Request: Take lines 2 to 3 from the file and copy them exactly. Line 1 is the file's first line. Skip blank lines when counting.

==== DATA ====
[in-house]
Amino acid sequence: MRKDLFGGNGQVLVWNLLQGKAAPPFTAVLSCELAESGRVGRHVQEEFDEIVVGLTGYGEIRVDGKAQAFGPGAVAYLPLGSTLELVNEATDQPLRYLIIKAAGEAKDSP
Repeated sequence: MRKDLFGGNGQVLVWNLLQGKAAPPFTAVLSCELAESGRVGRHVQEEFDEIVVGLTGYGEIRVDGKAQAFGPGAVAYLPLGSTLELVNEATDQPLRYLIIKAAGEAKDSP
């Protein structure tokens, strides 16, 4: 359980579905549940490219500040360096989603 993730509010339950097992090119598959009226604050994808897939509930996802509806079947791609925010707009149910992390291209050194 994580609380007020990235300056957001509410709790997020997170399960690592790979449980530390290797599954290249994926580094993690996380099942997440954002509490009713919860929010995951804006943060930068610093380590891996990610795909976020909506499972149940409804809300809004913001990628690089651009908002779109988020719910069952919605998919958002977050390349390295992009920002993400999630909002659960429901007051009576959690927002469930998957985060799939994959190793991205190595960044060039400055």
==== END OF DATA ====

Amino acid sequence: MRKDLFGGNGQVLVWNLLQGKAAPPFTAVLSCELAESGRVGRHVQEEFDEIVVGLTGYGEIRVDGKAQAFGPGAVAYLPLGSTLELVNEATDQPLRYLIIKAAGEAKDSP
Repeated sequence: MRKDLFGGNGQVLVWNLLQGKAAPPFTAVLSCELAESGRVGRHVQEEFDEIVVGLTGYGEIRVDGKAQAFGPGAVAYLPLGSTLELVNEATDQPLRYLIIKAAGEAKDSP